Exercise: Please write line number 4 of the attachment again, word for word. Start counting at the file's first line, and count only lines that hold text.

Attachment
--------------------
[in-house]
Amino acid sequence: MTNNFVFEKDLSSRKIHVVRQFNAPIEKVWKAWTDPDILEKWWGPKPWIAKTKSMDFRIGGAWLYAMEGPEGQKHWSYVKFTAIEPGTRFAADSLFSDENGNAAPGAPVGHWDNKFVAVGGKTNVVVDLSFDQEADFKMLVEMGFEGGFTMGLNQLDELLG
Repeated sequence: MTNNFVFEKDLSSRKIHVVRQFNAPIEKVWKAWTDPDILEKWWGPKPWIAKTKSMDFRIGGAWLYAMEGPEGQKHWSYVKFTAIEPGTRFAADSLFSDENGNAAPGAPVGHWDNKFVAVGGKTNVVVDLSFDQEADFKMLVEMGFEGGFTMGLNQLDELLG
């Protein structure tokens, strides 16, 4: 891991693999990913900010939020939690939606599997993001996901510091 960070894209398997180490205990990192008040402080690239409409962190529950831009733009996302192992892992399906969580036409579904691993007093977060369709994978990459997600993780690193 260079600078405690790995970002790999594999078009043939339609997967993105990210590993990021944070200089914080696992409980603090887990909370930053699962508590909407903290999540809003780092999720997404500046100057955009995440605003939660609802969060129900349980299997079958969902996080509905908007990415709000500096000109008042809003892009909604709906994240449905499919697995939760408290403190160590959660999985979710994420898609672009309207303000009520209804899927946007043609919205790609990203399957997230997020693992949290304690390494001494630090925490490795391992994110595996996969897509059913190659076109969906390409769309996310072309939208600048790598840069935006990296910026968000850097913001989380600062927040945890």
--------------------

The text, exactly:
């Protein structure tokens, strides 16, 4: 891991693999990913900010939020939690939606599997993001996901510091 960070894209398997180490205990990192008040402080690239409409962190529950831009733009996302192992892992399906969580036409579904691993007093977060369709994978990459997600993780690193 260079600078405690790995970002790999594999078009043939339609997967993105990210590993990021944070200089914080696992409980603090887990909370930053699962508590909407903290999540809003780092999720997404500046100057955009995440605003939660609802969060129900349980299997079958969902996080509905908007990415709000500096000109008042809003892009909604709906994240449905499919697995939760408290403190160590959660999985979710994420898609672009309207303000009520209804899927946007043609919205790609990203399957997230997020693992949290304690390494001494630090925490490795391992994110595996996969897509059913190659076109969906390409769309996310072309939208600048790598840069935006990296910026968000850097913001989380600062927040945890």